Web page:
mindful holiday giving - leave the guilt trip at home
Updated: Dec 13, 2020
It's the day before Thanksgiving, so gratitude messages are high as we reflect on what we are grateful for and share food with family and friends. Fast-forward several hours and the mood will be very different as thoughts and conversations turn to gift buying and gift giving.
As someone who spends their days helping people dig through boxes and boxes of their stuff, the season of giving often gives me pause.
According to dictionary.com, a gift is something given voluntarily without payment in return, as to show favor toward someone, honor an occasion or make a gesture of assistance. So, if a gift is something given voluntarily without payment in return, you'd think gift-giving is a no-strings-attached proposition. Sadly, I've seen different.
I have watched well-reasoning, well-educated adults become paralyzed when looking at an old gift from a relative or friend. When my clients are stuck making decision on whether they should keep or discard an item, I ask them to tell me the origination story along with questions like "Do you love it?" or "Does it bring you joy?" to get their minds moving toward decision. When the response is "it was a gift", some of the most common answers I get are "No, I don't like it, but I should keep it because it was a gift from so-and-so" or "So-and-so would be hurt if I didn't keep it and even "I'll get rid of it when so-and-so dies". Wow?!?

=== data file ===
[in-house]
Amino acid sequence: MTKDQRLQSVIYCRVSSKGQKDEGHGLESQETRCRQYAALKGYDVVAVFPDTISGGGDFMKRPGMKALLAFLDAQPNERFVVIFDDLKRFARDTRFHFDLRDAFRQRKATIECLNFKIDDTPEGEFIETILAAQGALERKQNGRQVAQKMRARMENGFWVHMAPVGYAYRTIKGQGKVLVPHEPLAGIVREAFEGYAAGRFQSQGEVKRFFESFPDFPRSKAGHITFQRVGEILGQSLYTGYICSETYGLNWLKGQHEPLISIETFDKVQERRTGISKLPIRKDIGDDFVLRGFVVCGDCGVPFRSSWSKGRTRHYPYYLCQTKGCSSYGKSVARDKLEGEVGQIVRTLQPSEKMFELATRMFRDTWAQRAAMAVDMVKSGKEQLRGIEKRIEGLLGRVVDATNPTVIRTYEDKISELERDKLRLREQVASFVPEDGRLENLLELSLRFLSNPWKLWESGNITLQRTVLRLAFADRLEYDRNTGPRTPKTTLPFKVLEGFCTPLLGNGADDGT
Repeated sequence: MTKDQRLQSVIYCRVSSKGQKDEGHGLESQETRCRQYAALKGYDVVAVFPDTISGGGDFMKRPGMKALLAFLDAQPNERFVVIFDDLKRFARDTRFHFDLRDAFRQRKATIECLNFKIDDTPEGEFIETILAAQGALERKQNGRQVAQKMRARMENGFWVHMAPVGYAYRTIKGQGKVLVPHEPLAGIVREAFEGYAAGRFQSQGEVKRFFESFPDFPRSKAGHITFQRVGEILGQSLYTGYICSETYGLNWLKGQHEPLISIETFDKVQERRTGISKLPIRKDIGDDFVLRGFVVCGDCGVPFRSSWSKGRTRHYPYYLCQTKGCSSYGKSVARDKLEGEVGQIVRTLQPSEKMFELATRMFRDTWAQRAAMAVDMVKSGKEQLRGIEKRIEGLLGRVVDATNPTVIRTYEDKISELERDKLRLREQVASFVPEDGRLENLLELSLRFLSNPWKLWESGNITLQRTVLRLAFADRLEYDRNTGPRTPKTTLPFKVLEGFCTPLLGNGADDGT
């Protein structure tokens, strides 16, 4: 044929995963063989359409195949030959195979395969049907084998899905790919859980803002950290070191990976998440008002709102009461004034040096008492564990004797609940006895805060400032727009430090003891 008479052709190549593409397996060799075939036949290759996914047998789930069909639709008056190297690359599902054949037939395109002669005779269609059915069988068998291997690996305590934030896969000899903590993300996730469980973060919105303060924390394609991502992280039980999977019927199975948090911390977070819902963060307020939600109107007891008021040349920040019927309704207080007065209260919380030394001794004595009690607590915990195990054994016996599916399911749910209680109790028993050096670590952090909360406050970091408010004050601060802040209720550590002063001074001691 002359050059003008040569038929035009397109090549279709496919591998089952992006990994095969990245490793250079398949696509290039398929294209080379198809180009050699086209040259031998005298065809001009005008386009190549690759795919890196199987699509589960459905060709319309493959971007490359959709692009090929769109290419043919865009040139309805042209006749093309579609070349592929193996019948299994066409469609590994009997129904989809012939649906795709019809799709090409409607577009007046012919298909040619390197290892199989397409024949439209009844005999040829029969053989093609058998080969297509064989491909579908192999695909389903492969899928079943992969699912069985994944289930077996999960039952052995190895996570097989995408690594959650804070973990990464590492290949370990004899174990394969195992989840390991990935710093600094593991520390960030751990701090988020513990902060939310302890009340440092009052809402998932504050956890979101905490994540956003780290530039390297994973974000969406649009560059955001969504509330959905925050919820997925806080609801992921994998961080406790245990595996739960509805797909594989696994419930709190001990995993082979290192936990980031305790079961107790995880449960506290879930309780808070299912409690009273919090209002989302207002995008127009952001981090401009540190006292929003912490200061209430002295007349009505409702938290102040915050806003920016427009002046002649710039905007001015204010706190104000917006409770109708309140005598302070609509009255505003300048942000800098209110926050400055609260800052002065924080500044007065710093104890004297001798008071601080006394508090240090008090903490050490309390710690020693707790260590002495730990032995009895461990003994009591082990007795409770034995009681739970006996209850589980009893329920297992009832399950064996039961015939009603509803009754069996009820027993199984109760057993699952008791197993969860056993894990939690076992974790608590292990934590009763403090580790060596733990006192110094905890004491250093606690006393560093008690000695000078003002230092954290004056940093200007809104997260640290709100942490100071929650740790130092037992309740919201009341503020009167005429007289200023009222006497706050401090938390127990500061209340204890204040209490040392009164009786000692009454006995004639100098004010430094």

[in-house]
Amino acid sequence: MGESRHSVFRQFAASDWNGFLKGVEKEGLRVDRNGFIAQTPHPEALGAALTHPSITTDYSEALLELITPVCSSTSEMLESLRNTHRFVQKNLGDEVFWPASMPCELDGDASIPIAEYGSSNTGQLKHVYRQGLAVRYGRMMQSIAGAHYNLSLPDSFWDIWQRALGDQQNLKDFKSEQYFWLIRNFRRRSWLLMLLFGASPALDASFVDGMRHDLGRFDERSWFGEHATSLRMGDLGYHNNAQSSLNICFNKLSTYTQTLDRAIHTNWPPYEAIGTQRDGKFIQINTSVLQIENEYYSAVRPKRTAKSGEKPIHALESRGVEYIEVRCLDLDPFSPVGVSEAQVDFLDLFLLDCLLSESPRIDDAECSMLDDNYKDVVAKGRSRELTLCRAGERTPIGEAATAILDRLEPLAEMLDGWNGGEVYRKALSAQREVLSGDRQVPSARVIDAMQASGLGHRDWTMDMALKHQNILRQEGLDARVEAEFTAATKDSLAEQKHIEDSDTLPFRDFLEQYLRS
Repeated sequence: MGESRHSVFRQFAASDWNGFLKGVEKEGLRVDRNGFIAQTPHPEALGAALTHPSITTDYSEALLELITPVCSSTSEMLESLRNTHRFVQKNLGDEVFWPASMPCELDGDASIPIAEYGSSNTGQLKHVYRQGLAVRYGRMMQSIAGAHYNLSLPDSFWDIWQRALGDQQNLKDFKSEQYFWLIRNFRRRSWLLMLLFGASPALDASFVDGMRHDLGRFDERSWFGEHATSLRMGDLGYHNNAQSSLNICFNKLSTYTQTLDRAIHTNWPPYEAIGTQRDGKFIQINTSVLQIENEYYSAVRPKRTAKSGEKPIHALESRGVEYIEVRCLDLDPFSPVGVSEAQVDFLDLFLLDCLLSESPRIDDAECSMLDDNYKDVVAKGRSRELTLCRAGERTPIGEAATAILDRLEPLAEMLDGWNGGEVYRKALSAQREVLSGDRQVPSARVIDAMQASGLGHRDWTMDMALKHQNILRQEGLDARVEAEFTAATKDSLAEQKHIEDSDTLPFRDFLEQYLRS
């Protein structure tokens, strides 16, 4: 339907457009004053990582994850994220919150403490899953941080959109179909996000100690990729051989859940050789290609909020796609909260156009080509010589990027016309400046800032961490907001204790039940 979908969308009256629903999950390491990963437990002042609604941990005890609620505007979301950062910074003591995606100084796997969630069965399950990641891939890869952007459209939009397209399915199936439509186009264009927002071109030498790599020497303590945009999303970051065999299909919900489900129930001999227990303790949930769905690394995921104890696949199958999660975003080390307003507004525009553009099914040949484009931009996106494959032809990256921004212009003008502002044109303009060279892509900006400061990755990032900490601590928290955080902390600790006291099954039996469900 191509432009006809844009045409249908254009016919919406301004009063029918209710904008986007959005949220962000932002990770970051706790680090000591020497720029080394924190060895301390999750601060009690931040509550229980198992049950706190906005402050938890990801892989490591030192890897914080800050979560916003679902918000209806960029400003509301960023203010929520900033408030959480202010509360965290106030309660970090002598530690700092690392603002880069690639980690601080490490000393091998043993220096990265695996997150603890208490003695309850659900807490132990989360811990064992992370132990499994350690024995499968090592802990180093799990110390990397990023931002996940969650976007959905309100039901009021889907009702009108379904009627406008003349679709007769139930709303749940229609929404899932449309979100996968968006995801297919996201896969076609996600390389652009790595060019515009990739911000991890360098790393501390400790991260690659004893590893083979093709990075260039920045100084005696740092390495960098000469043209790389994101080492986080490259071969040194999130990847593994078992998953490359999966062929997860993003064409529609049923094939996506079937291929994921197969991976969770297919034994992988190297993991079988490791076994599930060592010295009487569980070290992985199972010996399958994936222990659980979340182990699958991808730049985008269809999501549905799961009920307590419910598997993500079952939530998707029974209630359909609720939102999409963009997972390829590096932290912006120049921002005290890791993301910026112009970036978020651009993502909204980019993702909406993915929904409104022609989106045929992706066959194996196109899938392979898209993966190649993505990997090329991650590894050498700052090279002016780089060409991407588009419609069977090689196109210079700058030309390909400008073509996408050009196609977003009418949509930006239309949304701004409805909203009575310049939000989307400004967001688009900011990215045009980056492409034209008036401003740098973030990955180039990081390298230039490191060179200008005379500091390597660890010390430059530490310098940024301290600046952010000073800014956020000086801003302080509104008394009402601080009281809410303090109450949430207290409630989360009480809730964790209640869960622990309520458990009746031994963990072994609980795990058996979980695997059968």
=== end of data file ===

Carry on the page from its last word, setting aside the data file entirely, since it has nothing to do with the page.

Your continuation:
What I see from their facial expressions and body language tells a clearer picture - they are holding something they don't want to keep and doesn't bring them joy. I say this because if they were holding a gift their hearts treasured, their face would light up and the decision to keep it would be made quickly.
I'm sharing this perspective simply to give a view of the burden that can sometimes be left during the gift-giving season.
For those who lay the guilt trip onto others, it might be time to reflect on why you're giving gifts. It would also be gracious for you to proactively share with others that it is OK to return or exchange your gift or to pass it along to someone else if there isn't a perfect match. This releases them from any feelings of guilt they might have as you are talking about it in the open.
And, if you're someone who is keeping closets filled with unwanted gifts, let this holiday season be the one where you feel empowered to make the decisions from your heart and not out of guilt.
My hope is that we all get to spend time with our most precious gift of all - our beloved family and friends during this holiday season. For it is the memories we create with those family and friends that we will most remember as we grow old rather than the things they gave us wrapped in pretty paper.